Au pair Fabienne felt let down by her Irish host family. "I didn't like the idea of having to work 12-14 hours a day. As an 18 year old a lot was expected of me, as I had to do all the housework by myself and take care of the 3 children at the same time. Therefore, I often felt let down by my host family."
Expecting the au pair to work 12-14 hours a day definitively does not fit in with the basic idea of au pairing that AuPairWorld stipulates in its' general terms and conditions. That's exploitation! During the au pair's time with their host family they should be treated as a family member. Every family has different expectations when it comes to the au pair stay. We recommend that au pairs in Ireland work 25 hours per week. Please come to an agreement on this, making sure to clearly state in the au pair contract what the au pair's working hours are and when they will have free time, before the au pair's arrival - and then stick to it! For some it may be worth having a look at what you can do if you feel exploited. And please inform our AuPairWorld Team right away if this is the case.
Au pair Michael feels exploited. „They sometimes forget to pay me pocket money, and they never pay me for any extra hours despite expecting me to work extra.“
Clarity ensures the safety of both parties. Therefore, all important agreements - the au pair's exact duties, the amount of monthly pocket money that the au pair will receive, working hours, holiday entitlements, free time and extra hours for babysitting - should be clearly set out in the au pair contract beforehand. Our au pair timetable may also be helpful.
Host families who are taking on an au pair for the first time, should check beforehand whether an au pair is the right choice for them. It's often helpful, during the early stages of your au pair search, to read through the basic idea of au pairing, which forms an important component of AuPairWorld's terms and conditions. And of course, if you find yourself in a tricky situation, you can always ask the host family if they would want their own children to be treated this way if they were to become au pairs.
Au pair Nicole describes the requirements as set out by her host family. "Light housework, no driving license required, the au pair will be treated as a family member - that's what was agreed upon in our contract (…) But when I arrived it was the complete opposite, I was a cleaner from day one (...) They were rude to me, treated me badly and I had more house work day by day.“
A good way of protecting yourself from such situations is by ensuring that the exact duties of the au pair are clearly defined in the au pair contract, and that any housework largely relates to the children. Cleaning the children's rooms and doing the children's washing is ok, and so is preparing their meals. However, those expected to regularly clean the whole house from top to bottom must tell their host family that this is not part of an au pair's duties. It is important that you talk to your host family about this early on, otherwise they may think that everything is ok and eventually start to expect this sort of work from you.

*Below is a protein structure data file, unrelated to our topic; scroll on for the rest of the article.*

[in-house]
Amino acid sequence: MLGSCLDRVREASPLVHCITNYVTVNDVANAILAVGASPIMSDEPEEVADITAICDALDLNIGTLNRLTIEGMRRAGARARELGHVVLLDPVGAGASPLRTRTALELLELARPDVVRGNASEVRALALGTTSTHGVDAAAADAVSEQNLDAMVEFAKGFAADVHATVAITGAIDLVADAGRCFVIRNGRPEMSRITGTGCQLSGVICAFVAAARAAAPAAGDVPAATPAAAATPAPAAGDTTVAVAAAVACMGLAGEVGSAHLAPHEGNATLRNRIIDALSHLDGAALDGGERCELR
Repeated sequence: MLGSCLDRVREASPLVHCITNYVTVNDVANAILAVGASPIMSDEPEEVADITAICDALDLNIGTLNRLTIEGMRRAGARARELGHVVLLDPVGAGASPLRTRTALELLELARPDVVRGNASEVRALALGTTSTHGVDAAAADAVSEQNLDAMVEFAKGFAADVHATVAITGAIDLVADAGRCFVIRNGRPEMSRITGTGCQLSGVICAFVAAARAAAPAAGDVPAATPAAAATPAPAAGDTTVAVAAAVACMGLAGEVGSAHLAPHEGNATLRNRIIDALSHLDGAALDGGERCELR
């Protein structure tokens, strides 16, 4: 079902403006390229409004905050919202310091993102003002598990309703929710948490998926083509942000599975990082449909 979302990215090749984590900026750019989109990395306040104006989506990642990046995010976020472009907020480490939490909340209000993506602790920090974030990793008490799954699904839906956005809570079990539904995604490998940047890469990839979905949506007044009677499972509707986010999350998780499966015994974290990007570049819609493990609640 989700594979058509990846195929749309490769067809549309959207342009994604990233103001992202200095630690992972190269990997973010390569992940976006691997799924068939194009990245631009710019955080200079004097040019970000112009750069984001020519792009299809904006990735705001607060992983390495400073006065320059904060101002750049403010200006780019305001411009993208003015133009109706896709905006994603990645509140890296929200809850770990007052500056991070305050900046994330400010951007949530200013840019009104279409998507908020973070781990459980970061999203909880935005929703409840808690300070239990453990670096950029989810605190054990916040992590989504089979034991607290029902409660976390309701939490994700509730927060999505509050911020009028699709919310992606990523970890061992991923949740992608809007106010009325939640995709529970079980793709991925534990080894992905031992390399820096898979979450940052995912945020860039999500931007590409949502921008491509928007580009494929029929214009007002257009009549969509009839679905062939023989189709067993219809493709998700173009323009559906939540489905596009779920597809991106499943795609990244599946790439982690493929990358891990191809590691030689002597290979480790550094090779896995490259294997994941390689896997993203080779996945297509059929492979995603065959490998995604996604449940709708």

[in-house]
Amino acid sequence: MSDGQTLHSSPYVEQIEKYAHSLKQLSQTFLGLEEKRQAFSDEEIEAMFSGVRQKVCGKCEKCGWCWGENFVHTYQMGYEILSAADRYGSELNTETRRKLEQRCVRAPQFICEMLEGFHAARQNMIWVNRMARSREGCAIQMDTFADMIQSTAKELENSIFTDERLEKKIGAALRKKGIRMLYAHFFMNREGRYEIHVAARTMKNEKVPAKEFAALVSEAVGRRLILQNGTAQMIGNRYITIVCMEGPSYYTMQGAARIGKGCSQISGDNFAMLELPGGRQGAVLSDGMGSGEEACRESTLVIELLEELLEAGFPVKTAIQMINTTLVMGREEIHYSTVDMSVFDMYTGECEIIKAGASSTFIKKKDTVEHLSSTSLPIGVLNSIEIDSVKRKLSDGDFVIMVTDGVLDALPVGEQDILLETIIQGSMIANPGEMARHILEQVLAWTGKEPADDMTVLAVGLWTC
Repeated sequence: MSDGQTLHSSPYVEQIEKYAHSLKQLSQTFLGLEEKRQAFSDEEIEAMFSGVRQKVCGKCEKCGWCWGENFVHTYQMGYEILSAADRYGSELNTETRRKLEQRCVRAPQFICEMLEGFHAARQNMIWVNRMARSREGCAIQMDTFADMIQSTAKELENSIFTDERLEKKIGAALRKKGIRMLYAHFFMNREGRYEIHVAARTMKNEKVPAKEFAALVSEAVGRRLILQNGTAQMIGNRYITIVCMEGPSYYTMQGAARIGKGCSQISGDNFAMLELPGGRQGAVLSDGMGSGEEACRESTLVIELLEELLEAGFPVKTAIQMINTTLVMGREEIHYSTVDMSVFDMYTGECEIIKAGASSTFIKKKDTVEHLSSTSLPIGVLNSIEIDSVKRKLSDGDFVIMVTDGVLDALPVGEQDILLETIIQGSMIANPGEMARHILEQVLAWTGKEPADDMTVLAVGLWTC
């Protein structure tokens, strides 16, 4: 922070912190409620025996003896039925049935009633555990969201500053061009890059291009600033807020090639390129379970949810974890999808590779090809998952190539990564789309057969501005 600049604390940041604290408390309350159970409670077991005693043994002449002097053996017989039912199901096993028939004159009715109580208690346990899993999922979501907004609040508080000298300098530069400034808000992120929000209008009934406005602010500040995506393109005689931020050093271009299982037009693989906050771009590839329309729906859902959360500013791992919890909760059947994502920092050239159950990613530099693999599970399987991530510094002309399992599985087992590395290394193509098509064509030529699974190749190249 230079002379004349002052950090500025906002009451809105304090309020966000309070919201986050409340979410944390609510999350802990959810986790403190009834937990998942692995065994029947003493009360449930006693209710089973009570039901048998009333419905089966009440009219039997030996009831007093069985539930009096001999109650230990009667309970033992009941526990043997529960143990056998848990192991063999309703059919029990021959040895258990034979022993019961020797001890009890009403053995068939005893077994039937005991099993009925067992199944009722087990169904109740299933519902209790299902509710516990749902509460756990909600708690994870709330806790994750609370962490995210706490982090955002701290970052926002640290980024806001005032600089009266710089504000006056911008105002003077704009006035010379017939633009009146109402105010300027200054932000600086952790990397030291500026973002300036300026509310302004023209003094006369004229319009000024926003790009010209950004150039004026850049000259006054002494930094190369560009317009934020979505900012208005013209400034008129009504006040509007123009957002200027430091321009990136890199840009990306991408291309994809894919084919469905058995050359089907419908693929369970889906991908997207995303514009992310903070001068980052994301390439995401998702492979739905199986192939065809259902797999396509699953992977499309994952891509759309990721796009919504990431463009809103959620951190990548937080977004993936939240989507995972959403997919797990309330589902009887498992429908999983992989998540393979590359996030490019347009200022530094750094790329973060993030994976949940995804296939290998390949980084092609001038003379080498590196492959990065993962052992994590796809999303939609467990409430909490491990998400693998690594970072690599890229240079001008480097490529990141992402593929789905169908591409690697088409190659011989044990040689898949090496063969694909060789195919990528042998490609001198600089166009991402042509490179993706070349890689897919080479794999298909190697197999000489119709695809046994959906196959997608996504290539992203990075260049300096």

In general, the following applies: an au pair is neither a cleaner, a nanny, nor a language teacher, but a member of the host family for the duration of their stay. If you feel the other party is not sticking to the basic idea of au pairing please inform the AuPairWorld Team, or use the report profile function. The ten members of our team will answer all your questions and complaints in six different languages.
Host mum Brigitte: Being an au pair is more than a job. "In the end we had three au pairs who did not meet our expectations and caused us concern. One for example would not follow safety instructions for the children, another did not really want to be an au pair at all, but had been pressured into it by her parents, thus making no effort in our household; and the other made no attempt to integrate with our family. This was very upsetting for us, and emphasises just how important it is to ask au pairs the right questions before agreeing to host them. Au pairs need to understand that au pairing is more than just a job. When entering into another family's life where children are involved, they must always come first, most importantly in terms of safety and security."
Even host families feel let down by their au pair if they neither show a sense of responsibility nor give their host children the necessary attention and care. Au pairs should consider beforehand whether childcare abroad is the right thing for them. Prior to the au pair stay it is also important to discuss: What exactly the host parents consider important in terms of childcare, and which tasks the au pair is required to fulfil. These are some of the most important questions to ask your host family. It can also be very helpful if one of the host parents works alongside the au pair for one or two weeks to help them settle in.